There was some panic among parents on the first day of school yesterday after some young students weren't dropped off at their bus stop as planned.

One Willowdale mom said she was terrified when her two kids -- ages 3 and 7 -- still didn't show up at the bus stop after an hour of waiting.

Mary Sagharian, a producer with CTV News, said she called the school and the bus company but no one could tell her where her children were.

“It was a frightening 60 minutes that I hope no other parent will experience,” she said. “They have no idea where my kids are. At one point my husband left and jumped in his car and started cruising the streets to see if the bus had broken down.”

The school eventually called to let her know they were able to reach the driver and her children were going to be dropped off back at school. 

When the school bus company called Sagharian back, they said they didn't receive the correct drop-off information from the school board. However, when Sagharian called Tuesday morning to confirm a drop-off plan for her children, the board had the correct stop listed.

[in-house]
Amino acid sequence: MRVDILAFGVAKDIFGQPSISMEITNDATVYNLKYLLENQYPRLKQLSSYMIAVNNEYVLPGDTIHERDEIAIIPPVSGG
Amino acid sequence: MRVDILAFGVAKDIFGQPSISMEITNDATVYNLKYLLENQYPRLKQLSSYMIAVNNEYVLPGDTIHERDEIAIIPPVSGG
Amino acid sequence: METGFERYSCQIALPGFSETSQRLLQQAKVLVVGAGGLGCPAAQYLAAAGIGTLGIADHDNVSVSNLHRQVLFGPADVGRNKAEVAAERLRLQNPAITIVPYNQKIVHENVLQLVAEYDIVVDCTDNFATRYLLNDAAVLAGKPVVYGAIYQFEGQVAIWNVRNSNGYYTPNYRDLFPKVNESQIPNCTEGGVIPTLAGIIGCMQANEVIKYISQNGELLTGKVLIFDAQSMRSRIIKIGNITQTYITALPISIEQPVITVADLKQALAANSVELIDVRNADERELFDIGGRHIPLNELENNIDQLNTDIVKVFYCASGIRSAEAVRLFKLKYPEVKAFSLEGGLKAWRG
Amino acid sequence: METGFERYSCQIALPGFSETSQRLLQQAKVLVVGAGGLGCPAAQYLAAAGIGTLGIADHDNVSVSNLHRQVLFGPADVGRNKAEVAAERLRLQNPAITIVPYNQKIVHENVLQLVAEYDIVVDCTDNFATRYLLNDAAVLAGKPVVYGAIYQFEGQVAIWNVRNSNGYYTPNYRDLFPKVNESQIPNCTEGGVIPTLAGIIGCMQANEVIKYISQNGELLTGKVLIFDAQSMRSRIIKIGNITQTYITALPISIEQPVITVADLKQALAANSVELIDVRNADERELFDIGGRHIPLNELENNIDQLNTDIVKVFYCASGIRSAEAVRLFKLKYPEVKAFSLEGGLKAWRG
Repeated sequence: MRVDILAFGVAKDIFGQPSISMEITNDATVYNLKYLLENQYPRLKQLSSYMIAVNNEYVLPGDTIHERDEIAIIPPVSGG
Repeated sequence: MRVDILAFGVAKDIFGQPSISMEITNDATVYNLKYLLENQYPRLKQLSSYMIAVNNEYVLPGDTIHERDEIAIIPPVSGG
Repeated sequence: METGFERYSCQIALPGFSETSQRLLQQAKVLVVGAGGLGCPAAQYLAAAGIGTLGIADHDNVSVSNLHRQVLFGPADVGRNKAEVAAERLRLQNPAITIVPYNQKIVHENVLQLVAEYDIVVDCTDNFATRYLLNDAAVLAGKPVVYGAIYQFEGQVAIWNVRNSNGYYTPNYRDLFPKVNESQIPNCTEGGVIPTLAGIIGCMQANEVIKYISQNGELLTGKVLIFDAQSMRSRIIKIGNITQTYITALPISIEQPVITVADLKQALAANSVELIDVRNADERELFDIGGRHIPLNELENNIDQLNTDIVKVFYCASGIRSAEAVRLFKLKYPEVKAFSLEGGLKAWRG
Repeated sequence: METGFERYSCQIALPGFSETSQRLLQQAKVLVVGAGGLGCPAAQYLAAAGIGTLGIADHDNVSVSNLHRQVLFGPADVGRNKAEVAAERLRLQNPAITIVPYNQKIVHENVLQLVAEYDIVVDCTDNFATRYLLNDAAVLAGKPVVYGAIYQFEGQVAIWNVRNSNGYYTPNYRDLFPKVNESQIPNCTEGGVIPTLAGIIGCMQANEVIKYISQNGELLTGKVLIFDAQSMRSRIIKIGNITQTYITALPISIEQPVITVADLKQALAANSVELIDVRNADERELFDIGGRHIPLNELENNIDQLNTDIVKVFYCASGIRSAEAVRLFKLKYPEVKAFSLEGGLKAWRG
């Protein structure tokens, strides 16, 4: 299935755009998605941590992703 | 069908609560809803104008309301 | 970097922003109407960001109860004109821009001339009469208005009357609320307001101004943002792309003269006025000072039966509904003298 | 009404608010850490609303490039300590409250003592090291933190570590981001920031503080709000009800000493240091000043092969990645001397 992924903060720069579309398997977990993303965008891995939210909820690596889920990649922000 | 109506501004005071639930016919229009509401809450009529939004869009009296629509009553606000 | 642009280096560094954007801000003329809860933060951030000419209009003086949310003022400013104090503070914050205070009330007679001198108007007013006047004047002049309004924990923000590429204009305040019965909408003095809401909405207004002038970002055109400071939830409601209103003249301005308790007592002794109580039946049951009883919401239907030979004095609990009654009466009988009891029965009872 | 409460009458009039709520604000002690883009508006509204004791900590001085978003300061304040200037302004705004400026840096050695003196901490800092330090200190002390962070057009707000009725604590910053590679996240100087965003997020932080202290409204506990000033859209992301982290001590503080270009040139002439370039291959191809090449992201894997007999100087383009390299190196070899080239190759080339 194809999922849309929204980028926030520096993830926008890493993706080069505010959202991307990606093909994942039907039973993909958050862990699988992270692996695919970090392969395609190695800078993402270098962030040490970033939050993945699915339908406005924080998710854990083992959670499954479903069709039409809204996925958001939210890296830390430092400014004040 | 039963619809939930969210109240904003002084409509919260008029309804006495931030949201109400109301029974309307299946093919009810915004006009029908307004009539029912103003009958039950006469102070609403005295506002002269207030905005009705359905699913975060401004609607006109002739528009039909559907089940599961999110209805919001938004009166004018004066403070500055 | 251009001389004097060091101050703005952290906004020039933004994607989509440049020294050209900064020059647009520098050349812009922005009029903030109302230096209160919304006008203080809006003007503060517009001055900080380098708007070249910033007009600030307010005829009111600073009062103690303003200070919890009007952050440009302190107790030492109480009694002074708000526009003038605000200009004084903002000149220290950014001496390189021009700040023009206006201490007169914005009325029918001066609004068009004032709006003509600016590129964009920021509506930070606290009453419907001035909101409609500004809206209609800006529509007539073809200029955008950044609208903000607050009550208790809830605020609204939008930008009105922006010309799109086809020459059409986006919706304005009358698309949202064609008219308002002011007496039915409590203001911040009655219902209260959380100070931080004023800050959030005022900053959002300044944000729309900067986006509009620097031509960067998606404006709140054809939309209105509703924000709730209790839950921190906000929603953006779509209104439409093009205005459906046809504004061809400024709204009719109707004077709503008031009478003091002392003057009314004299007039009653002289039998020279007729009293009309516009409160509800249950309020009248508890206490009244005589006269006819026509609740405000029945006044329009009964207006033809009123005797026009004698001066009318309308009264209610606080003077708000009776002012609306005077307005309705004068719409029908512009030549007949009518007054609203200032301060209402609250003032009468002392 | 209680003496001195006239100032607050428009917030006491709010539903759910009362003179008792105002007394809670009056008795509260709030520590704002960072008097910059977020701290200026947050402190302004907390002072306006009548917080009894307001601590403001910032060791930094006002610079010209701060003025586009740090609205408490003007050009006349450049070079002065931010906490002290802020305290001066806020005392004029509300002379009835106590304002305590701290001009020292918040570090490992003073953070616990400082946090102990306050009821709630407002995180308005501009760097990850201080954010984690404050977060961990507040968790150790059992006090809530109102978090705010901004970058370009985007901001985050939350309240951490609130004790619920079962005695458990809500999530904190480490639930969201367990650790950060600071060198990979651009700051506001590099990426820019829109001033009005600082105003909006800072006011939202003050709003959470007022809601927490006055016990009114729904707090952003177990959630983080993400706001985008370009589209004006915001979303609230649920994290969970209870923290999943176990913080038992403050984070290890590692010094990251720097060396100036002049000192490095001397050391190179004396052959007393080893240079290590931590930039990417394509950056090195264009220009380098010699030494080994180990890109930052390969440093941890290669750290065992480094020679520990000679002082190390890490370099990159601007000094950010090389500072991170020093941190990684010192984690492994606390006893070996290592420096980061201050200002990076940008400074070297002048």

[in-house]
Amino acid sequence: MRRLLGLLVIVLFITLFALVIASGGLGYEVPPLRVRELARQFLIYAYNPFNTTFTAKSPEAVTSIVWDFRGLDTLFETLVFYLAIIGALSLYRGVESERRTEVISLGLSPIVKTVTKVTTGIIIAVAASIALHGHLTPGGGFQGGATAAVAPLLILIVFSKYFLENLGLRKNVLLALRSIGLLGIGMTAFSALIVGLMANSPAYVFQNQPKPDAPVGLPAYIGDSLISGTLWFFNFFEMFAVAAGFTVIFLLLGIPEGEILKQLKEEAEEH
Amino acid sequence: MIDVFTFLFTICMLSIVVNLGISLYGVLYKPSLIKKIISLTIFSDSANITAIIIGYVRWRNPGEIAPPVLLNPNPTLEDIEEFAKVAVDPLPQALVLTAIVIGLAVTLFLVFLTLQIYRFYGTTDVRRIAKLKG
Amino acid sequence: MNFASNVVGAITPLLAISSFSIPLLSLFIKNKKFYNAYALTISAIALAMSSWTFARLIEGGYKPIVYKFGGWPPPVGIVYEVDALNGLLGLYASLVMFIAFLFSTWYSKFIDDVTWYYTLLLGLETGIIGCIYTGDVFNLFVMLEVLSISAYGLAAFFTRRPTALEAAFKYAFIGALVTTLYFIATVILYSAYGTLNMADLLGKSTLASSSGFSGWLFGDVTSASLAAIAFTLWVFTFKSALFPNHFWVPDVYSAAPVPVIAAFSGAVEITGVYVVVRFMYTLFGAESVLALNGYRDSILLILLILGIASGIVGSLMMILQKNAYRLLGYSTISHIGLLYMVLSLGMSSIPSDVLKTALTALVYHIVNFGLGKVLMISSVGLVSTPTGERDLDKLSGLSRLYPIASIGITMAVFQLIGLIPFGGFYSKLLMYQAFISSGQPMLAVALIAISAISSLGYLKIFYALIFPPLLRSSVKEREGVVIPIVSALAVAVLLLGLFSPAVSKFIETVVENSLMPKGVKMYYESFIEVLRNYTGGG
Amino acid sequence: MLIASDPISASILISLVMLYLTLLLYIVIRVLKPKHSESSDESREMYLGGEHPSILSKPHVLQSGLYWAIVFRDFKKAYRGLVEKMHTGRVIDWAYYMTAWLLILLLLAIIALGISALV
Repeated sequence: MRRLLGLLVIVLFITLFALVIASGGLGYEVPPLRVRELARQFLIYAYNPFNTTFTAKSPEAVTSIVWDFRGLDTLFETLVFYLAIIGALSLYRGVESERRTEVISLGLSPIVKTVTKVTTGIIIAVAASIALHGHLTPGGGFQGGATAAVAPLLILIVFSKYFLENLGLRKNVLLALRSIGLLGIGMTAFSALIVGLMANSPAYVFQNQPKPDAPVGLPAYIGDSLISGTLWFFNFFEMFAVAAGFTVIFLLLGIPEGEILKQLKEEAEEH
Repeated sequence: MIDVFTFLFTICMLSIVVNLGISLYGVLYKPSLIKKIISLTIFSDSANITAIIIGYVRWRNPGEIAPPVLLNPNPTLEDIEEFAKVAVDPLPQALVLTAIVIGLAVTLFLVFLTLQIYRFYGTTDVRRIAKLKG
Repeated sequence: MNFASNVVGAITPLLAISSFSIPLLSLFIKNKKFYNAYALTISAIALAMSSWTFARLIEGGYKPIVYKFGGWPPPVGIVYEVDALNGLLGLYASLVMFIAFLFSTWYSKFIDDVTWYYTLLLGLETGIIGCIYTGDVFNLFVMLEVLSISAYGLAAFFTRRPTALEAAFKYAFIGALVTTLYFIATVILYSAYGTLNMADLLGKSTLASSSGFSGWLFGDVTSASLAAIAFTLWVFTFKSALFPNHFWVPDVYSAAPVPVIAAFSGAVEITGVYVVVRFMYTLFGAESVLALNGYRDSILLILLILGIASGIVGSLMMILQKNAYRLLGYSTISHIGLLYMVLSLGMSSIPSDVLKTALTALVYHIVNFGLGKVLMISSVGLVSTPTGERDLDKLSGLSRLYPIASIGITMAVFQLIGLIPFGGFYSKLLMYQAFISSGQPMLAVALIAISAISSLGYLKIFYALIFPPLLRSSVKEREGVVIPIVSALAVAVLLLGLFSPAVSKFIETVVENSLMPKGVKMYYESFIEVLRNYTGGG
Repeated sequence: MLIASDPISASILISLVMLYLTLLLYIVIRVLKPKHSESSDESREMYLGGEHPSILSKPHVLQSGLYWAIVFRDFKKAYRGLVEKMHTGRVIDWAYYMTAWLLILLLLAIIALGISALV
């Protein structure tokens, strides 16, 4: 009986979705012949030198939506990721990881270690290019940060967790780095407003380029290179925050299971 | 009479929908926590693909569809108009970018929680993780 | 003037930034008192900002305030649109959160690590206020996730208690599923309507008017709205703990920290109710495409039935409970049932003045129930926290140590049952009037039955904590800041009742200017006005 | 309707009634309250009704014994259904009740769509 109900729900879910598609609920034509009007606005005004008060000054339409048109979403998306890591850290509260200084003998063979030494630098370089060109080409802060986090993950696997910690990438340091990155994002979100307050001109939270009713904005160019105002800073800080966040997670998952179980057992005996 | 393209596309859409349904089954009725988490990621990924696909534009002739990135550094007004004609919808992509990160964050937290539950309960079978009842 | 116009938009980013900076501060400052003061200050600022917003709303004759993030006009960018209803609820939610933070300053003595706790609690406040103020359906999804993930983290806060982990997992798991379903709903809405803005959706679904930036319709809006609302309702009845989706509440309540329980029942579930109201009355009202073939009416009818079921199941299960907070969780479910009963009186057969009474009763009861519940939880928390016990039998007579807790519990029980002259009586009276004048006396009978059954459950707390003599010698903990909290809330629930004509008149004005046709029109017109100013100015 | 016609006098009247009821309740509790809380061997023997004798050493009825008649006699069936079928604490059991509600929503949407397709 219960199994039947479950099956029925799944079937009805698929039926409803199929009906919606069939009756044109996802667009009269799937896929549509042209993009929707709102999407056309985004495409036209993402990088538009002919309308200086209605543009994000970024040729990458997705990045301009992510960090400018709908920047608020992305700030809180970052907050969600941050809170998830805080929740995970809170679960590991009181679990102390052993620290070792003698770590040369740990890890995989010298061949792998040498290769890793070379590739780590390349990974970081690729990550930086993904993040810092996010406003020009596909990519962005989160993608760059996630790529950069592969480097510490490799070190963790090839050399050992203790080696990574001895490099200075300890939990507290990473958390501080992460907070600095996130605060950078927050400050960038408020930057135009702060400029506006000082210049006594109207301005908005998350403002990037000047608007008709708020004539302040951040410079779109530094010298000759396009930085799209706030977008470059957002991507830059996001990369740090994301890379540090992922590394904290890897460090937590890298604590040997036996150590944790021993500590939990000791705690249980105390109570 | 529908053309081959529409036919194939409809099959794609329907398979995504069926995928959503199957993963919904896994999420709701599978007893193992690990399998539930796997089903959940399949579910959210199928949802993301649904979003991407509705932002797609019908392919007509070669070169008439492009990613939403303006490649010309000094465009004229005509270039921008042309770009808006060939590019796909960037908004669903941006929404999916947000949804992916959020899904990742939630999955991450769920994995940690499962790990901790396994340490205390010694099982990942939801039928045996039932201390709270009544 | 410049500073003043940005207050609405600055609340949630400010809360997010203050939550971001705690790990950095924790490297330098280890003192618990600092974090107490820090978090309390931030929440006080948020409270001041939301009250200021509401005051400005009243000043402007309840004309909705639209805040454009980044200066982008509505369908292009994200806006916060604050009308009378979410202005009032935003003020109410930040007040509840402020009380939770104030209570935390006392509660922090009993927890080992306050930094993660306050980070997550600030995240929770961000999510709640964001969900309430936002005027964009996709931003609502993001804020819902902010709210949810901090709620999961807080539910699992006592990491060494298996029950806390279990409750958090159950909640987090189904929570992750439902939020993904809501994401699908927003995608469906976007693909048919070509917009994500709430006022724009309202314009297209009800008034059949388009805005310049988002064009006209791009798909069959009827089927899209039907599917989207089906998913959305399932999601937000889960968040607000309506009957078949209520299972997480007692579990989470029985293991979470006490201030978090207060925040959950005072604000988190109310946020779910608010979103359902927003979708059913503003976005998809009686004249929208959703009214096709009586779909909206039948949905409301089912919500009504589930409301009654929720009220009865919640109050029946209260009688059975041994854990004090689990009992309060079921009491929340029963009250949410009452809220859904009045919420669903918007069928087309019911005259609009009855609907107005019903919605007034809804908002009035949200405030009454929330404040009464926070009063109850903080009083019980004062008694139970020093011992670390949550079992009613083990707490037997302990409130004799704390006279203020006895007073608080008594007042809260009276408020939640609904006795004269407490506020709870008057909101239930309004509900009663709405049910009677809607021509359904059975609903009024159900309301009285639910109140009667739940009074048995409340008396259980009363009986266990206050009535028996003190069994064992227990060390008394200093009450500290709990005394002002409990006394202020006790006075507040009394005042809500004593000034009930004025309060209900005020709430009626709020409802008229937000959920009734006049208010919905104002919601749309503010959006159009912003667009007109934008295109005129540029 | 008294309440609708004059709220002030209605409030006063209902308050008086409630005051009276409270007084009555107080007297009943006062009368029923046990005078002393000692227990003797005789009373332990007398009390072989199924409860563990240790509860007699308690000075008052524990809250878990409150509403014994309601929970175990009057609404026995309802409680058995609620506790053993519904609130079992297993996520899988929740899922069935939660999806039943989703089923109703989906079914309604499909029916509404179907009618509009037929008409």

The Toronto and Catholic District School Boards were flooded with complaints from other parents who had a similar experience yesterday.

John Yan, a spokesperson for the Toronto Catholic District School Board, told CTV News Toronto a bus driver shortage was to blame for some of the issues.

“Unfortunately, we find ourselves in a unique and unprecedented situation,” he said.

The Transportation Consortium, which provides bussing to the two boards, said they are short 60 bus drivers, affecting thousands of students. A spokesperson for the company told CTV News Toronto that a week ago, they were certain there would be enough drivers on the road but when they started to assign routes to drivers a few days before the start of the school year, it was clear there was a shortage that the bus companies failed to mention.

The TDSB alerted parents about the problem on their website today.

The boards are working together to figure out a plan for the next few weeks as new drivers are trained. In the meantime, Yan said some of the staff at school tried to help out.

“Principals, VPs were “actually picking up students and driving them home,” he said.

But on Wednesday, the second day of school, another parent said she was left waiting again for her daughter to be dropped off.

“She’s in Grade 2. She’s this little girl and I’m really scared,” she said.

Today, Sagharian said she was happy to pick up her kids herself and drive them home safely.

With files from CTV News Toronto's Naomi Parness